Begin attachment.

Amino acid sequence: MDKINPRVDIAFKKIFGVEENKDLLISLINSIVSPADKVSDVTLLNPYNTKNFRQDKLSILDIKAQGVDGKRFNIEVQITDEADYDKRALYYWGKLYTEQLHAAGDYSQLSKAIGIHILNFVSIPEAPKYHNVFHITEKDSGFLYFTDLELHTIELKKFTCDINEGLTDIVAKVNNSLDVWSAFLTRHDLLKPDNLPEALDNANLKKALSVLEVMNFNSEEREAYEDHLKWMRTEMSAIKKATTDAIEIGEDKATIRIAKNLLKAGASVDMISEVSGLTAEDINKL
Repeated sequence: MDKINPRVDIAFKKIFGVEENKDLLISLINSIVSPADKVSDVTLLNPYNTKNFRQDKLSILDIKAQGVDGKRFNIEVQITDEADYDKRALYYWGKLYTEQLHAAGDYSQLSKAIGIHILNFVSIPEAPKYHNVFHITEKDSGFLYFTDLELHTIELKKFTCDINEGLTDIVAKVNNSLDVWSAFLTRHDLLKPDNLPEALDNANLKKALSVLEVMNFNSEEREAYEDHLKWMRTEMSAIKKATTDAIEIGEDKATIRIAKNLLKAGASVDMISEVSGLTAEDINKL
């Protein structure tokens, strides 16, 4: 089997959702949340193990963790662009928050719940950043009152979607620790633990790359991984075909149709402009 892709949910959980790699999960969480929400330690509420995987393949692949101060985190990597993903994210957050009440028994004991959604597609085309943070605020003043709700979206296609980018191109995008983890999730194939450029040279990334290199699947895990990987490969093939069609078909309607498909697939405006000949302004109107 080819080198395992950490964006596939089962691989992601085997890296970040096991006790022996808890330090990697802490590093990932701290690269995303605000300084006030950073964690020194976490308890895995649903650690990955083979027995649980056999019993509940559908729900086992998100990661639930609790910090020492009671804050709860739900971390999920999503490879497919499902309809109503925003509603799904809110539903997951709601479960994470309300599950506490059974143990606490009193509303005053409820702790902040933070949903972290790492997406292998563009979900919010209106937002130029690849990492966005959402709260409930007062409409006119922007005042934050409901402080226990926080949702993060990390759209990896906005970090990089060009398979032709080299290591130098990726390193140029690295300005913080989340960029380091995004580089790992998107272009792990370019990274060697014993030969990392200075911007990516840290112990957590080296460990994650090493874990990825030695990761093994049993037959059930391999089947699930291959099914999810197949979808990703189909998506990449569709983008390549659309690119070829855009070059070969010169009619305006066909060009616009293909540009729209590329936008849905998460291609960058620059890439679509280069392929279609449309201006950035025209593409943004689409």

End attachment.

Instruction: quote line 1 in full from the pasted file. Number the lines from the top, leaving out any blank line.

Amino acid sequence: MDKINPRVDIAFKKIFGVEENKDLLISLINSIVSPADKVSDVTLLNPYNTKNFRQDKLSILDIKAQGVDGKRFNIEVQITDEADYDKRALYYWGKLYTEQLHAAGDYSQLSKAIGIHILNFVSIPEAPKYHNVFHITEKDSGFLYFTDLELHTIELKKFTCDINEGLTDIVAKVNNSLDVWSAFLTRHDLLKPDNLPEALDNANLKKALSVLEVMNFNSEEREAYEDHLKWMRTEMSAIKKATTDAIEIGEDKATIRIAKNLLKAGASVDMISEVSGLTAEDINKL